I’ve had my HTC Incredible for 3 weeks now. I don’t have the time to write a whole review, but here are the things that stand out to me after having gotten to know the device:
- HTC Sense UI is nothing short of amazing. It’s elegant and easy to use, yet quite powerful and well integrated into the OS. I feel like I wanted an Android phone despite its more complex UI, but totally lucked out with Sense. It really is an experience of its own. It can work well uncustomized out of the box, be extended with tons of useful widgets, or even have entire “scenes” of saved layouts to switch functional contexts as the user does. (Weekend scene with no work stuff? Travel scene with useful widgets for being on the go? Yes, please!) Really, this phone is so much more than a generic OEM device running Android. A great overview of Sense UI on the older HTC Hero is here, if you can tolerate the marketing-speak.
- (I do wish Sense were integrated a little better with Gmail and Google Voice; I only get Sense UI for non-Google SMS and email.)
- The battery life, in a word, is atrocious. A second/extended battery is pretty much mandatory for long periods away from the charging cable.
- There are still some rough edges: the soft menu buttons’ LEDs seem to flash randomly, and I’ve had some hard crash reboots as I did with the Motorola Droid.
- The integrated camera is good, and has a *ton* of good settings onboard, and good autofocus, tap-to-focus, and the optical trackball makes a good shutter button. I find myself using this camera a lot more than my old phones because it’s enjoyable to use. (The color balance is too blue, though, and its 2 LED flashes aren’t adjustable and make me look like some kind of pale ghost.)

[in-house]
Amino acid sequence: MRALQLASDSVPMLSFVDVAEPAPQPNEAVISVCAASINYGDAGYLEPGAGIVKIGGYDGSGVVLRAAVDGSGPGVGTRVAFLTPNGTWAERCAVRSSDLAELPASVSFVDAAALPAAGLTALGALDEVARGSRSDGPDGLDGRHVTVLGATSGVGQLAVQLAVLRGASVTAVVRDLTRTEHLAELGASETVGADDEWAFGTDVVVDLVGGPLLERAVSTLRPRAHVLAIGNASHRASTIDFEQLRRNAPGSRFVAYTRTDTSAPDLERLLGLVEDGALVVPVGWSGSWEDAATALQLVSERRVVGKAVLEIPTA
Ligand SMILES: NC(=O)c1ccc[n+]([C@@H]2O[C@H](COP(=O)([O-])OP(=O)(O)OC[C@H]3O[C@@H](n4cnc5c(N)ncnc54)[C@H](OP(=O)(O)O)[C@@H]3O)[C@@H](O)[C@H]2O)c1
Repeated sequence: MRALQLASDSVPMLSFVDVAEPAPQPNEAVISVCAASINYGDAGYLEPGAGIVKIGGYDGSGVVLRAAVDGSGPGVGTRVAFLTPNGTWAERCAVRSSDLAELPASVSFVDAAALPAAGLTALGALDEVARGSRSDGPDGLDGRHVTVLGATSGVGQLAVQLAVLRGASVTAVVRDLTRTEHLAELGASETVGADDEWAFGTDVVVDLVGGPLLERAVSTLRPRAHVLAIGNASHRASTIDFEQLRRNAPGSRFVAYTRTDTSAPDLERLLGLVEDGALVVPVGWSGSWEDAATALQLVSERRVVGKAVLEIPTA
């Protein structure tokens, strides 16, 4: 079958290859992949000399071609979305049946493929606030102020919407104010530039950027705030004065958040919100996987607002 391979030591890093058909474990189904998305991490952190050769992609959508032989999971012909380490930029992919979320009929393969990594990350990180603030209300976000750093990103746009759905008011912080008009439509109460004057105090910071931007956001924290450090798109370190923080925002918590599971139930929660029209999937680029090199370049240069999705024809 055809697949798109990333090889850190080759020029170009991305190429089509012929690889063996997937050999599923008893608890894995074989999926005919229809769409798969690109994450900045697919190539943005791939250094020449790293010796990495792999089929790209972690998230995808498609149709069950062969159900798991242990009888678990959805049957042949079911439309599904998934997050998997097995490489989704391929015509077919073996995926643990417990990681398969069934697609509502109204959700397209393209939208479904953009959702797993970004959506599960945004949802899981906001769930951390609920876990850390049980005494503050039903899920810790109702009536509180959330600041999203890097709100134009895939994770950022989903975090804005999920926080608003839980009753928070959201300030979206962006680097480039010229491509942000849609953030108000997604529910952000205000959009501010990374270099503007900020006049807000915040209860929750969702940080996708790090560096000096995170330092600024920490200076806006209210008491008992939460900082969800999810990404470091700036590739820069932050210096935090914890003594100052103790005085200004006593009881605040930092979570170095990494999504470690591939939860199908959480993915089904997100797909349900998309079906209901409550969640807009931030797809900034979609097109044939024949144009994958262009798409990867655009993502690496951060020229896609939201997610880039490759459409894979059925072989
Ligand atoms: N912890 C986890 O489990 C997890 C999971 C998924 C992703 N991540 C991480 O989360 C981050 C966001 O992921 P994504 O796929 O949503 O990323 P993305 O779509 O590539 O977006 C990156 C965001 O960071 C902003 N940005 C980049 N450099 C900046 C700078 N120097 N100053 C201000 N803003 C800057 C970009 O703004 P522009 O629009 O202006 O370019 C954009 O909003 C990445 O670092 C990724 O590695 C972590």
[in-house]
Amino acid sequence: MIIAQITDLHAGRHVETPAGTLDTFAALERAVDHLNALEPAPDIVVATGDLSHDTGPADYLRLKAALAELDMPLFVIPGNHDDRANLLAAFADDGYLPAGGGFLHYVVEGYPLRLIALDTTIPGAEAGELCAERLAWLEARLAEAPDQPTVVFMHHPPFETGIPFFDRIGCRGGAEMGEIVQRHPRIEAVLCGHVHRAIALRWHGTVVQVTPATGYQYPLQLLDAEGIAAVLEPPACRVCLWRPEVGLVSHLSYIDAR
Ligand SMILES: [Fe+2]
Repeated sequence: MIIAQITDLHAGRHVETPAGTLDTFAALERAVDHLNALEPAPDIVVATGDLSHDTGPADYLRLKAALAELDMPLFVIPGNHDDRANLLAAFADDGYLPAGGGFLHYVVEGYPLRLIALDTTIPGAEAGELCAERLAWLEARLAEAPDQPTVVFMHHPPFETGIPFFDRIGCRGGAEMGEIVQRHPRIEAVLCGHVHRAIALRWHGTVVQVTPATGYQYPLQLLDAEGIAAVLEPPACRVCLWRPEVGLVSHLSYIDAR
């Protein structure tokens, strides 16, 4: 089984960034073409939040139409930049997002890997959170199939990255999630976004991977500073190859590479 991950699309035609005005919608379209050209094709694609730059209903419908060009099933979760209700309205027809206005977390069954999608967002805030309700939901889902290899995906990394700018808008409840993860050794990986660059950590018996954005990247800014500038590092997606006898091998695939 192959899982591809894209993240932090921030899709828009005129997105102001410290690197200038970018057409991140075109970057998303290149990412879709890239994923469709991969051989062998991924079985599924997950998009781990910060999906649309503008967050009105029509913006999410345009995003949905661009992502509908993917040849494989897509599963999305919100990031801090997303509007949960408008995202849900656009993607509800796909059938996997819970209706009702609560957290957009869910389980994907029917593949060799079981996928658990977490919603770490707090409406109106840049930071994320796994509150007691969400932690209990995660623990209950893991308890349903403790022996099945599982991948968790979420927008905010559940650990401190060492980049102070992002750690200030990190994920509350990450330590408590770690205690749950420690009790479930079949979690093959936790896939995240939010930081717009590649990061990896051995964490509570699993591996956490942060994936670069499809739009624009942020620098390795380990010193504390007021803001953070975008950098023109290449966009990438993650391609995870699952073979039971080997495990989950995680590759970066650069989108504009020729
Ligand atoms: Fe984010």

- While the device feels solid in construction, it is still plastic. I feel like since 2008, consumers’ increased cost sensitivity kind of killed the kind of uncompromising design ethic that yielded the 2007 aluminum iPhone. I’m eagerly awaiting a good case for the Incredible from OtterBox as a compromise for the plastic housing.
So there’s the stuff that still matters to me after 3 weeks. Overall, I am extremely happy with the Incredible, even though it keeps me tethered to a charging cable for much of the day.
My HTC Incredible came in the mail today from Verizon. After ripping the package open like a kid on Christmas, I ran into the good and bad of the device very quickly. I don’t have time to do a full writeup on the Incredible right now, but here are my impressions from the first few hours:
(for some perspective, I have been on an original iPhone for two and a half years, and I tested the Motorola Droid for a month after its release before deciding it wasn’t for me.)
- HTC’s Sense UI is nothing short of amazing. I wasn’t surprised to see Android have a clunky default UI, seeing as Google is such an engineering-centric company, but HTC really put a lot of thought into streamlining the whole user experience. Sense has a much better keyboard and autocorrection system, which has me typing at almost the speed I type on my iPhone, on which I’ve had two and a half years’ practice. Also, the UI is fully multi-touch, and does so very well.
- Performance wise, this phone screams. Nothing seems to choke it up.
- I’m still getting used to the “optical trackball” at the bottom of the phone. I want to use it like an inertial scroll, similar to a finger swipe on the screen. It’s a pain to try and scroll with just the nub of my thumb, but once I swipe the whole length of my finger across the trackpad, it becomes a lot more useful.
- Speaker quality is very good for both the earpiece and the speakerphone.